Law enforcement officials in states that have legalized marijuana for recreational use say they do not expect U.S. Attorney General Jeff Sessions to impose any kind of federal crackdown.
Earlier last week, Sessions was in parts of Washington to deliver a speech against the concept of sanctuary cities. It was during a meeting in Seattle, where Sessions met with sheriffs from several counties across the states, that he gave no indication that his Justice Department was set to interfere with legal weed.
In fact, Cowlitz County Sheriff Mark Nelson told The Daily News that he did not get the feeling that the nation’s leading law enforcement figure was preparing to cause problems for states that have legalized the leaf. But Nelson, who also opposes marijuana reform, did say the attorney general made it clear that he “will not support the legalization of marijuana.”
In 2012, Washington became one of the first states in the nation to legalize a recreational marijuana market. Since then, a number of additional states from east to west have done the same. However, ever since Sessions took over at the Justice Department, has given some indication that he wants to wipe this states’ rights issue off the grid.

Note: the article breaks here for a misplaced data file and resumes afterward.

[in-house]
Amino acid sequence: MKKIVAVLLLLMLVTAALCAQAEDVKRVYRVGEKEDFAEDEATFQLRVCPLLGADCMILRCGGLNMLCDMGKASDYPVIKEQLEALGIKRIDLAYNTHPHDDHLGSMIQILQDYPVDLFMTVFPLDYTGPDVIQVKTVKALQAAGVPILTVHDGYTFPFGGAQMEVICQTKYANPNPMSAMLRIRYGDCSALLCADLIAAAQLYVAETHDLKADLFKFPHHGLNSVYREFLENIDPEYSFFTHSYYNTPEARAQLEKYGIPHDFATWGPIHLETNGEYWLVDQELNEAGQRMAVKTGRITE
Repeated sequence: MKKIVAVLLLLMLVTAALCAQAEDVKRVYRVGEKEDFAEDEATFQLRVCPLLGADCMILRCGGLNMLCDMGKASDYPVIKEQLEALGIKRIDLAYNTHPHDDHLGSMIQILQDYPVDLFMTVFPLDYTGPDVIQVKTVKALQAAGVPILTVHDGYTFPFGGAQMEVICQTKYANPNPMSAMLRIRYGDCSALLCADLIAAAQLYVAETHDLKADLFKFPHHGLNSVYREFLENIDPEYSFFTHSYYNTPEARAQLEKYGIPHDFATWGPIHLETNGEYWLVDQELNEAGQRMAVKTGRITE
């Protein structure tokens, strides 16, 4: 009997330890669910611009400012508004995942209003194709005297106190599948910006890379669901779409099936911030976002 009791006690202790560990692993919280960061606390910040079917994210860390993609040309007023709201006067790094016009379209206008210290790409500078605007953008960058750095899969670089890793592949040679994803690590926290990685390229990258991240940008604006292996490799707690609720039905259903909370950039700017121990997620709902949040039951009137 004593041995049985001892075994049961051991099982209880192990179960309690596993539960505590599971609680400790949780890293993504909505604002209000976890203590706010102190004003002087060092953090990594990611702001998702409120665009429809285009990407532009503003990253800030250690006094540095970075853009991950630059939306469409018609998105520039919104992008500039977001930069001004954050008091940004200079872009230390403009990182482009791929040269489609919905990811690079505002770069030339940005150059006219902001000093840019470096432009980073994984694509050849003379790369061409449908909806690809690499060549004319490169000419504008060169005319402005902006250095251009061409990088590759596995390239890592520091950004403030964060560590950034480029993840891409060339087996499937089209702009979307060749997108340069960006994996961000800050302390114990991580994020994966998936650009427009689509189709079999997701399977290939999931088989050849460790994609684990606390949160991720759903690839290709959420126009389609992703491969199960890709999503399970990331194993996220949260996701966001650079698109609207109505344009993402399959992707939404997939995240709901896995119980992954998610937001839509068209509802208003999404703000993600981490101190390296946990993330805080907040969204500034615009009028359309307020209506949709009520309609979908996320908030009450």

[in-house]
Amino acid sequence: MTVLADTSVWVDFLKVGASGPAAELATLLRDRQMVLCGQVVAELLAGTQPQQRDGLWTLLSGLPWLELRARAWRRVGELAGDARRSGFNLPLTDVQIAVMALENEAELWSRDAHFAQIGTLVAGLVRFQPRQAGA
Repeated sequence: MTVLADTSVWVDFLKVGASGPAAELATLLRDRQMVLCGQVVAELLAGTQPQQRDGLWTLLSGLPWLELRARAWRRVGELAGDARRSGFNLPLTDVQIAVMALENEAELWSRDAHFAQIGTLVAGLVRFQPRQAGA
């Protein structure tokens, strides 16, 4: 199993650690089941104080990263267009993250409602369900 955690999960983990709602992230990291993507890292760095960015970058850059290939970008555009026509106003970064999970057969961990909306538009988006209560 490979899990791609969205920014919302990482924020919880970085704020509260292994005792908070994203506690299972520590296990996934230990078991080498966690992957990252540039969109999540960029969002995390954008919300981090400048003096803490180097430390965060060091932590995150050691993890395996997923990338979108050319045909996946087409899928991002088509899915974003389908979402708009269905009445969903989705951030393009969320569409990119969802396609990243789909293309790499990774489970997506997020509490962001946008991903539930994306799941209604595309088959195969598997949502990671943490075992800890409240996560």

But last week’s meeting seems to have focused on opioid-related deaths and illegal drugs being smuggled into the U.S. from Mexico.
Sheriff Nelson told the news source that Sessions did not divulge any plan of attack for legal marijuana.
“The impression I got was that he was talking more philosophically,” Nelson said.
This is not the first time an official in a legal marijuana state has indicated that Sessions has no plans to impose a federal crackdown.
It was not that long ago that Colorado Governor John Hickenlooper, when speaking about his meeting with the attorney general, said, “he didn't give me any reason to think that he is going to come down and suddenly try to put everyone out of business.”
Still, Sessions has maintained since his confirmation hearing that Congress needs to change the law if marijuana prohibition is not something lawmakers wish to continue.